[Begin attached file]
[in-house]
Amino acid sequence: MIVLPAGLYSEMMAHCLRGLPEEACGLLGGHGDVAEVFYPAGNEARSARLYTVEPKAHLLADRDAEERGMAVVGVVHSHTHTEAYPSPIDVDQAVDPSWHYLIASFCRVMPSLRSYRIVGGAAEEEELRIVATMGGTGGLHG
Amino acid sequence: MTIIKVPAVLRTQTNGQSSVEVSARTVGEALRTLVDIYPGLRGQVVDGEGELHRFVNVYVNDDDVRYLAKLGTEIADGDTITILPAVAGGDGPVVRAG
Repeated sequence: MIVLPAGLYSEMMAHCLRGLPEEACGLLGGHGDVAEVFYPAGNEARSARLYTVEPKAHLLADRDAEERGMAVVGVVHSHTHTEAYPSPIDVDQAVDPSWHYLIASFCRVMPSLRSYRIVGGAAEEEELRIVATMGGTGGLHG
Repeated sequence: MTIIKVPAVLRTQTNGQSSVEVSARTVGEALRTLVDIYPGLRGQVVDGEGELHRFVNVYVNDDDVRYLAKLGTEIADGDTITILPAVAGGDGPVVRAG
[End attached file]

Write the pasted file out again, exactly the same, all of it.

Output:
[in-house]
Amino acid sequence: MIVLPAGLYSEMMAHCLRGLPEEACGLLGGHGDVAEVFYPAGNEARSARLYTVEPKAHLLADRDAEERGMAVVGVVHSHTHTEAYPSPIDVDQAVDPSWHYLIASFCRVMPSLRSYRIVGGAAEEEELRIVATMGGTGGLHG
Amino acid sequence: MTIIKVPAVLRTQTNGQSSVEVSARTVGEALRTLVDIYPGLRGQVVDGEGELHRFVNVYVNDDDVRYLAKLGTEIADGDTITILPAVAGGDGPVVRAG
Repeated sequence: MIVLPAGLYSEMMAHCLRGLPEEACGLLGGHGDVAEVFYPAGNEARSARLYTVEPKAHLLADRDAEERGMAVVGVVHSHTHTEAYPSPIDVDQAVDPSWHYLIASFCRVMPSLRSYRIVGGAAEEEELRIVATMGGTGGLHG
Repeated sequence: MTIIKVPAVLRTQTNGQSSVEVSARTVGEALRTLVDIYPGLRGQVVDGEGELHRFVNVYVNDDDVRYLAKLGTEIADGDTITILPAVAGGDGPVVRAG